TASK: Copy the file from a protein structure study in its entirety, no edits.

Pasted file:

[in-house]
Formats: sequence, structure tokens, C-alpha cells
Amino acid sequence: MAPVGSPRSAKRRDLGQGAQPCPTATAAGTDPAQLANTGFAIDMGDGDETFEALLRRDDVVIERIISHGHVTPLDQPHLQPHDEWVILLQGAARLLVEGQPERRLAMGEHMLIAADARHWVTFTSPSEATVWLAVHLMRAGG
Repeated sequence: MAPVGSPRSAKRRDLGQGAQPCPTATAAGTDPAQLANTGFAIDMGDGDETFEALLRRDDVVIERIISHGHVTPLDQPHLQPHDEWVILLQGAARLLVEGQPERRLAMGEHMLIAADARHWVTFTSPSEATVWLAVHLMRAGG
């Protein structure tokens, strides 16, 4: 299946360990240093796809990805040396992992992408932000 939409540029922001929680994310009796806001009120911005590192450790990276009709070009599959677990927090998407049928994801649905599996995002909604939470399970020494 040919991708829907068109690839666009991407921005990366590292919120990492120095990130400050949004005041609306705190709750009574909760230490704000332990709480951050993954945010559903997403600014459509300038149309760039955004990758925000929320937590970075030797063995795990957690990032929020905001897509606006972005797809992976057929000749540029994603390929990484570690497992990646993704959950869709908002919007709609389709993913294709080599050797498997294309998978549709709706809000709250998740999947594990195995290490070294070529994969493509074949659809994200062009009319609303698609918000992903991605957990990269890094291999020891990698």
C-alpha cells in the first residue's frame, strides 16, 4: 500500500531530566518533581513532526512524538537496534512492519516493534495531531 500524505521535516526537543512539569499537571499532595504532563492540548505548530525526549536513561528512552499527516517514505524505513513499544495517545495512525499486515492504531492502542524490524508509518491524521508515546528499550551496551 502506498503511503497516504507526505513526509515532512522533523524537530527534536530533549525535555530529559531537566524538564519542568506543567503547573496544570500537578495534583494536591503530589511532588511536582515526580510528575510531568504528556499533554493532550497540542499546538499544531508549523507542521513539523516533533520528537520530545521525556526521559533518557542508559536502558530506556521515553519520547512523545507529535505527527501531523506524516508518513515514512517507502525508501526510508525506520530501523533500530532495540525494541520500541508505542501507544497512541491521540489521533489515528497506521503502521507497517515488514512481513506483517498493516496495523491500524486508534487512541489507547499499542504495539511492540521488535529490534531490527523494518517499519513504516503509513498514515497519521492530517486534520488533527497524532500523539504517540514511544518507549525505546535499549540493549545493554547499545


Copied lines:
[in-house]
Formats: sequence, structure tokens, C-alpha cells
Amino acid sequence: MAPVGSPRSAKRRDLGQGAQPCPTATAAGTDPAQLANTGFAIDMGDGDETFEALLRRDDVVIERIISHGHVTPLDQPHLQPHDEWVILLQGAARLLVEGQPERRLAMGEHMLIAADARHWVTFTSPSEATVWLAVHLMRAGG
Repeated sequence: MAPVGSPRSAKRRDLGQGAQPCPTATAAGTDPAQLANTGFAIDMGDGDETFEALLRRDDVVIERIISHGHVTPLDQPHLQPHDEWVILLQGAARLLVEGQPERRLAMGEHMLIAADARHWVTFTSPSEATVWLAVHLMRAGG
């Protein structure tokens, strides 16, 4: 299946360990240093796809990805040396992992992408932000 939409540029922001929680994310009796806001009120911005590192450790990276009709070009599959677990927090998407049928994801649905599996995002909604939470399970020494 040919991708829907068109690839666009991407921005990366590292919120990492120095990130400050949004005041609306705190709750009574909760230490704000332990709480951050993954945010559903997403600014459509300038149309760039955004990758925000929320937590970075030797063995795990957690990032929020905001897509606006972005797809992976057929000749540029994603390929990484570690497992990646993704959950869709908002919007709609389709993913294709080599050797498997294309998978549709709706809000709250998740999947594990195995290490070294070529994969493509074949659809994200062009009319609303698609918000992903991605957990990269890094291999020891990698």
C-alpha cells in the first residue's frame, strides 16, 4: 500500500531530566518533581513532526512524538537496534512492519516493534495531531 500524505521535516526537543512539569499537571499532595504532563492540548505548530525526549536513561528512552499527516517514505524505513513499544495517545495512525499486515492504531492502542524490524508509518491524521508515546528499550551496551 502506498503511503497516504507526505513526509515532512522533523524537530527534536530533549525535555530529559531537566524538564519542568506543567503547573496544570500537578495534583494536591503530589511532588511536582515526580510528575510531568504528556499533554493532550497540542499546538499544531508549523507542521513539523516533533520528537520530545521525556526521559533518557542508559536502558530506556521515553519520547512523545507529535505527527501531523506524516508518513515514512517507502525508501526510508525506520530501523533500530532495540525494541520500541508505542501507544497512541491521540489521533489515528497506521503502521507497517515488514512481513506483517498493516496495523491500524486508534487512541489507547499499542504495539511492540521488535529490534531490527523494518517499519513504516503509513498514515497519521492530517486534520488533527497524532500523539504517540514511544518507549525505546535499549540493549545493554547499545